Relying solely on data collected from reference stations is inadequate to validate the decision-making process for implementing a clean air project. When we consider that the data from a reference station is obtained from a single capture point, it becomes clear that it is insufficient to identify real-life events throughout the entire area. Consequently, there is a risk of pollution hotspots going unrecognised. Congestion on busy roads, manufacturing sites near schools, and high levels of domestic burning in rural villages are some real-life events that can affect the air quality in vulnerable locations. To keep up to date with the constant air quality fluctuations, new technology systems are needed to provide a deeper understanding of our air quality and improve the daily air quality index status quo.

The solution

By incorporating additional data from solutions such as hyperlocal sensors, we can construct a more robust evidence base platform, enabling us to make better-informed decisions regarding our interventions. More data, in turn, will hopefully lead to greater success in achieving cleaner air.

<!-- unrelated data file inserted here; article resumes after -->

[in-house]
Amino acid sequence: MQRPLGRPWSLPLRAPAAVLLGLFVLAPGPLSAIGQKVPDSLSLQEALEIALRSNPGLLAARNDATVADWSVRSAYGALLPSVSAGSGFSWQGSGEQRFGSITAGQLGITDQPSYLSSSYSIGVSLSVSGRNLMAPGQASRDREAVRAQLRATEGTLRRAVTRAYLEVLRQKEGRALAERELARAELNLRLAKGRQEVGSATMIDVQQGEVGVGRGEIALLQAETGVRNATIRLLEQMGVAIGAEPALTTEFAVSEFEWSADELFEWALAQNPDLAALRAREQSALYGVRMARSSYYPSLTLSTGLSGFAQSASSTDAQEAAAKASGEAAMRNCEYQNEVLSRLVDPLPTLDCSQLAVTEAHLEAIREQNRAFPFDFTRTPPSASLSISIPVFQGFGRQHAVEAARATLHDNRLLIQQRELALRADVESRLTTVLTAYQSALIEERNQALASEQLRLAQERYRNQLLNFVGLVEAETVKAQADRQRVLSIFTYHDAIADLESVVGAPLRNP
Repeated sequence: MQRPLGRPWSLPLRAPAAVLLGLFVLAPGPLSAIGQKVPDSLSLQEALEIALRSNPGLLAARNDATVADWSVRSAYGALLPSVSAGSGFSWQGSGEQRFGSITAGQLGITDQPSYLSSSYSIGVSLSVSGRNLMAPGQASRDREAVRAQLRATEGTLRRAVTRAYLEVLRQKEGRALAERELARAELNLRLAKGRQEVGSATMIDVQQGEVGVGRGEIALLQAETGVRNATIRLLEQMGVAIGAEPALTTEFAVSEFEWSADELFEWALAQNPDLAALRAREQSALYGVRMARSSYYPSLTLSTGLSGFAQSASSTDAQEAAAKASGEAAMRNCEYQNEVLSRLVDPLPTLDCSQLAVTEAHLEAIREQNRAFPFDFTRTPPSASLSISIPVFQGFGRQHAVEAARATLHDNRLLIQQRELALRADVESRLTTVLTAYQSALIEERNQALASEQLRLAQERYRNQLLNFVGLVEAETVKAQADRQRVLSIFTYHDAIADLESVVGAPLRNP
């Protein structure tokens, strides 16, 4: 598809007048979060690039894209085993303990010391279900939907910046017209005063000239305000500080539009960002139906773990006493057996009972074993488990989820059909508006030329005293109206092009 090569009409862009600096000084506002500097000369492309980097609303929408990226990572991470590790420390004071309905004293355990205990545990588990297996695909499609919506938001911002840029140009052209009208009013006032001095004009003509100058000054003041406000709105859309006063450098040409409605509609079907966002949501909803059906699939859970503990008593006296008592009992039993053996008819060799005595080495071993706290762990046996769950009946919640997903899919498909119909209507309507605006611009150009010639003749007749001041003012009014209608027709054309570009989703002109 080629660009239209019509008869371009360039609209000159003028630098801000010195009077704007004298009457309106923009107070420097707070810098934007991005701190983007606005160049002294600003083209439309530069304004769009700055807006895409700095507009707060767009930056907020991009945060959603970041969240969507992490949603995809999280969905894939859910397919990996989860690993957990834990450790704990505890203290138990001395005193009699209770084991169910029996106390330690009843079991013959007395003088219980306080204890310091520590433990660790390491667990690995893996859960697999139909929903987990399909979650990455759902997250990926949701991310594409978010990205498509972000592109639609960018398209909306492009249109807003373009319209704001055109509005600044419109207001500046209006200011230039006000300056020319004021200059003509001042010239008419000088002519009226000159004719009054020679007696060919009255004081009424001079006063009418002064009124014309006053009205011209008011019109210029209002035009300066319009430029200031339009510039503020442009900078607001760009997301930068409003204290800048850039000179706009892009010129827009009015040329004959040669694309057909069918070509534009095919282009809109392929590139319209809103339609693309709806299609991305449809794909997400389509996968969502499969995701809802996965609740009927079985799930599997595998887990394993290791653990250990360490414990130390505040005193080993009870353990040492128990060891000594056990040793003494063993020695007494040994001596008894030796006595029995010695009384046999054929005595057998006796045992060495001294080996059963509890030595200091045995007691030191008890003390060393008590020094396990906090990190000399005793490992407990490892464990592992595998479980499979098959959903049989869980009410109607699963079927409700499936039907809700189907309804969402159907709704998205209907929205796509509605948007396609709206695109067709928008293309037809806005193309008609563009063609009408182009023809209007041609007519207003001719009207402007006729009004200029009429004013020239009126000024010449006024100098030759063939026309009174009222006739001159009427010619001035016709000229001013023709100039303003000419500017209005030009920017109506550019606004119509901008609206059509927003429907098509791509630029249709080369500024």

The Vortex air quality portal provides a seamless solution for clients to calculate air quality in a particular location and source apportionment to identify where pollution occurs. This gives local authorities a more granular platform to take action on their clean air intervention using real-time data to take a targeted approach to achieving cleaner air. By utilising DEFRA's Air Quality Index, which is colour coded to our sensors, clients can quickly determine whether the air quality is good, moderate or poor. If the air quality is poor, clients can take rapid action to improve air quality and raise public awareness about the potential health risks in that area. This tool promotes a cleaner and healthier environment, enabling individuals and organisations to make informed decisions and positively impact the air we breathe.

In conclusion, the Air Quality Index (AQI) is an essential tool for understanding air quality and the impact of air pollution on public health.

For more information on air quality monitoring, contact us here: https://vortexiot.com/contact